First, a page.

In contrast to online communication, offline events have the advantage of enabling communicators to get a precise picture of the direct reactions and impact their content is triggering, as they allow to directly measure the changes in perceptions, attitudes and intentions of participants (Dunsch et al. 2019; Bia-Zafinikamia et al. 2021). 

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Emotion trumps facts

A growing body of research in social psychology and behavioral science suggests that facts alone do not change hearts and minds (Kolbert, 2017). Traditional billboards and leaflets with ‘factual’ information, especially when disseminated through official (government) channels, are unlikely to change hearts and minds. Relatable, emotional content is more memorable and more likely to be taken seriously, especially when conveyed by peers (Dunsch et al. 2019; Bia-Zafinikamia et al. 2021).

While the campaigns that IOM GMDAC studied were able to increase risk perceptions and reduce intentions to migrate irregularly, they had limited effects on the factual knowledge of the target audience on topics such as costs, duration and legal procedures. This may not be surprising: The campaigns predominantly used personal and often emotional testimonials of returnees to convey information on the risks of irregular migration. While facts were mentioned in materials and discussions, the main approach focused on enabling the identification of audience members with the messages based on emotional connection.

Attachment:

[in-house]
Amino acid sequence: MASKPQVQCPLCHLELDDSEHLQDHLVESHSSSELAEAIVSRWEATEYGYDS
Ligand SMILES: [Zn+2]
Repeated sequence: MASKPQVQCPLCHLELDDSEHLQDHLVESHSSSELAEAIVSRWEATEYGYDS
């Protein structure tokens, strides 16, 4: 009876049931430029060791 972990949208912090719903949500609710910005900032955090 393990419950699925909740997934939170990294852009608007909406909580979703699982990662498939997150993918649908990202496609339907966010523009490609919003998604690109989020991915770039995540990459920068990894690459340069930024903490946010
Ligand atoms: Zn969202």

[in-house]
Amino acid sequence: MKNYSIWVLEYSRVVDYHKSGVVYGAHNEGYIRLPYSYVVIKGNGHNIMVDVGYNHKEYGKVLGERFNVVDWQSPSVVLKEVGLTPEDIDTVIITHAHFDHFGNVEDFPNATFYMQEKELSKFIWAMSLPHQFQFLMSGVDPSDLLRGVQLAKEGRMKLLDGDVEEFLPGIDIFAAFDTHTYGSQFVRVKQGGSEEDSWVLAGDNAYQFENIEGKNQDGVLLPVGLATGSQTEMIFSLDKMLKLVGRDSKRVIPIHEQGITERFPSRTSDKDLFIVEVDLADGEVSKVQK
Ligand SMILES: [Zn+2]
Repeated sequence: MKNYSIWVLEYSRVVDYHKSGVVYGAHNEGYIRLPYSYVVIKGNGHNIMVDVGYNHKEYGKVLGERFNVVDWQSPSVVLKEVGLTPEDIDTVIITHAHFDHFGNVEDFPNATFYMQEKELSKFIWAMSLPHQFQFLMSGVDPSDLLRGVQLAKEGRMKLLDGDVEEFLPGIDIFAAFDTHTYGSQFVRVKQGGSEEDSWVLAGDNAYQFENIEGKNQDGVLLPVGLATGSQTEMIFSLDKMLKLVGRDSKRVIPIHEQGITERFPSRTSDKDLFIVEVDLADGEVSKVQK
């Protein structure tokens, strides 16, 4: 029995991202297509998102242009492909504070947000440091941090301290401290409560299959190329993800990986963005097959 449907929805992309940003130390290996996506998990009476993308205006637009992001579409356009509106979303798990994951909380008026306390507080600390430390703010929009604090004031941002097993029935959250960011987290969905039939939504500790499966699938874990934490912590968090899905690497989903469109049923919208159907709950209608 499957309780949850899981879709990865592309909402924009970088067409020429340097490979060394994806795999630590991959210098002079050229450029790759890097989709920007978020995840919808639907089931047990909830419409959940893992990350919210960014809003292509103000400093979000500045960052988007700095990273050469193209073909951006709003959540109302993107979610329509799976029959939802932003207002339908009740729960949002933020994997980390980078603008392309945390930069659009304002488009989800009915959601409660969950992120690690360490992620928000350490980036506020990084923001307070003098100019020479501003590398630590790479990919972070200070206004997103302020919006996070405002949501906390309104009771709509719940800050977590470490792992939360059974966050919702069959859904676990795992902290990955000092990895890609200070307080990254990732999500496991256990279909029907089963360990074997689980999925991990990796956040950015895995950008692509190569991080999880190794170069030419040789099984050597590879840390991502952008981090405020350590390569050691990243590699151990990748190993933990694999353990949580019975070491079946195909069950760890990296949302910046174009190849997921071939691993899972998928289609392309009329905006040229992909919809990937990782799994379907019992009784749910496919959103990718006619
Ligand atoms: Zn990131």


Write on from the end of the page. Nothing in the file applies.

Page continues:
Realistic expectations

Communication campaigns can be designed to provide information, raising awareness, sensitizing or reducing irregular migration flows. In order to be able to assess whether a campaign is working or if adjustments are needed, it is crucial for communicators to define the specific objectives of their campaigns right at the beginning of the design process. Furthermore, based on the metric defined, it needs to be determined what a “successful” campaign would look like in order to be able to make a meaningful assessment: Let us say the intended metric is “increased awareness of the risks associated with irregular migration”. How many potential migrants that participated in the campaign should report increased awareness (relative to those not exposed to any content)? 1 in 5, 1 in 10, 1 in 100? What is a realistic goal?

Beyond strategy and measurement issues, there are also ethical questions at play. Should potential migrants not be informed about how dangerous it can get if 90% choose to ignore this information later on? Is there an obligation to warn people regardless of their decisions?


All three points should be considered before designing or implementing campaigns. In addition, serious efforts to study existing campaigns should be made as the evidence base remains shaky (even if it has improved). Any campaign without a study is a lost opportunity to do better next time, being able to invest more efficiently in campaigns, make informed decisions on subsequent campaign phases and report back to constituents and other stakeholders.